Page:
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Dunhuang Art During the Sixteen Kingdoms and the Northern Dynasties...


The murals may be divided into five categories on the basis of their contents:

1. Paintings of the Deities


Cave No. 435, Northern Wei

Cave No. 435, Northern Wei



Cave No. 285, Western Wei

Cave No. 285, Western Wei



Cave No. 272, Northern Liang

Cave No. 272, Northern Liang

These mainly comprise the preaching Buddhas for the viewers to pay their homage --- either Buddhas of the three periods, past, present and future; or the "Trikaya"; or episodes of Buddha's life stories showing him preaching at different times and places to different audiences. On the northern wall of Cave No. 263 is a large canvas with Buddha in the centre surrounded on all sides by graceful dancing Bodhisattvas. Above him are the flying figures showering petals. Below the Buddha's seat is the dharmacakra below which lies a pair of deer. The scene refers to Buddha's "turning the dharmacakra" at the Deer Park (S¡rn¡th) where he gave his first sermon after he had attained enlightenment.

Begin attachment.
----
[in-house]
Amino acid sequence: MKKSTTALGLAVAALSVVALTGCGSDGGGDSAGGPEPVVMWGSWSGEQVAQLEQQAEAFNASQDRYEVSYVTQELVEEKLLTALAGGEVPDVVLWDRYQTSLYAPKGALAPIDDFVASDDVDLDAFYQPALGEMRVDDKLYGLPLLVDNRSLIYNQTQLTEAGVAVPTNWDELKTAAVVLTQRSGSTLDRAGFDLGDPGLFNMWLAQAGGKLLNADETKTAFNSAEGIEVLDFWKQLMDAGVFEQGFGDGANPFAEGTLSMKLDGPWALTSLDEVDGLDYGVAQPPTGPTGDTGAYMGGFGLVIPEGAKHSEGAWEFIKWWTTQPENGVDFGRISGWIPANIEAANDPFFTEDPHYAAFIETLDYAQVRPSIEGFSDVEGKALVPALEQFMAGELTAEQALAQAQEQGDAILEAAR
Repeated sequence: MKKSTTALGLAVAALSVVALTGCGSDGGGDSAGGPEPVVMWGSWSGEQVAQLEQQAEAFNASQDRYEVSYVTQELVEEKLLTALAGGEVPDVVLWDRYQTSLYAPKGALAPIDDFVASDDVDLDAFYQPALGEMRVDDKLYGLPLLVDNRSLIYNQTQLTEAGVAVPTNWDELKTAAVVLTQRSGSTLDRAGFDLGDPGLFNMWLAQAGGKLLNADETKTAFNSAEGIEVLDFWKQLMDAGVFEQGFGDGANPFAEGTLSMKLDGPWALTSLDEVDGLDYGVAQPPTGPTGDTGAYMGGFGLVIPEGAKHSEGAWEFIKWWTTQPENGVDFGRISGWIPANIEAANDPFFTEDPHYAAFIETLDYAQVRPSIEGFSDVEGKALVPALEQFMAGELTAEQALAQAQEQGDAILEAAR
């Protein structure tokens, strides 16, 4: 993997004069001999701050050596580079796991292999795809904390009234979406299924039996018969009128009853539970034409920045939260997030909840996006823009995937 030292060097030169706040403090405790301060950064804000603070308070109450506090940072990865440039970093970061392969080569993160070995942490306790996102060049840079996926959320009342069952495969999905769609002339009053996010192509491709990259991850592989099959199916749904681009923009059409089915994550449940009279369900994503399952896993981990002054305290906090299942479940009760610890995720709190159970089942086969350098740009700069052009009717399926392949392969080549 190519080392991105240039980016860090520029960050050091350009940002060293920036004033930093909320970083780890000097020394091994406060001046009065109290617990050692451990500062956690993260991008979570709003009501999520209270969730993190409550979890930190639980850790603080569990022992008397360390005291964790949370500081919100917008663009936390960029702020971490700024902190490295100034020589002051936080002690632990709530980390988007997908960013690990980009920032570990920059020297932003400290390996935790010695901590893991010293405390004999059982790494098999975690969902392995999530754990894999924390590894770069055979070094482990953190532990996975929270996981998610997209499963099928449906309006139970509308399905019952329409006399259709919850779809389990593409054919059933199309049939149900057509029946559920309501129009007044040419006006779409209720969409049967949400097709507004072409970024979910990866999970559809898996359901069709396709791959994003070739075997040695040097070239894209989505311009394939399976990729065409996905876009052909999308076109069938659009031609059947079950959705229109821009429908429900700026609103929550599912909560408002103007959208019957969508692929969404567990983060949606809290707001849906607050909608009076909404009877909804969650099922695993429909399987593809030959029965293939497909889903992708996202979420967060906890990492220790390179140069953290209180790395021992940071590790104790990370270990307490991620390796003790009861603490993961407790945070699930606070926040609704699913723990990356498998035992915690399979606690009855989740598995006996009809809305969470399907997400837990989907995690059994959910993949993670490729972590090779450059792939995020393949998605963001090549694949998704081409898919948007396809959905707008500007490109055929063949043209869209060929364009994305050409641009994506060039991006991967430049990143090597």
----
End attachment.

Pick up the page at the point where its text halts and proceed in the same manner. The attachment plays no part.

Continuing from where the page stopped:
The painting of "The preaching Buddha" in Cave No. 249 is slightly different from the one just described. The Buddha stands solemnly and his hands seem to be in the dharmacakra-pravartana ("cakra-turning") mudr¡ A canopy adorned with twin-dragons is placed above him. Below is the ratna-studded lotus pond. This treatment of the "Preaching Buddha" already bears the rudiments of later illustrations of Sukh¡vat¢.

Paintings of the preaching Buddha from the last phase of Northern Wei are grand spectacles crowded with celestial figures. Both the paintings on the north and south walls of Cave No. 248 have large canvases. Buddha is seated in the centre in padm¡sana. His appearance is both sacred and majestic while attendant Bodhisattvas are shown on either side in lively and varied postures, some whispering to each other, others dancing with their flowing sleeves, some offering flowers with devotion, others playing around arm in arm. The earlier atmosphere of solemn religiosity is giving way to the worldly life of mankind.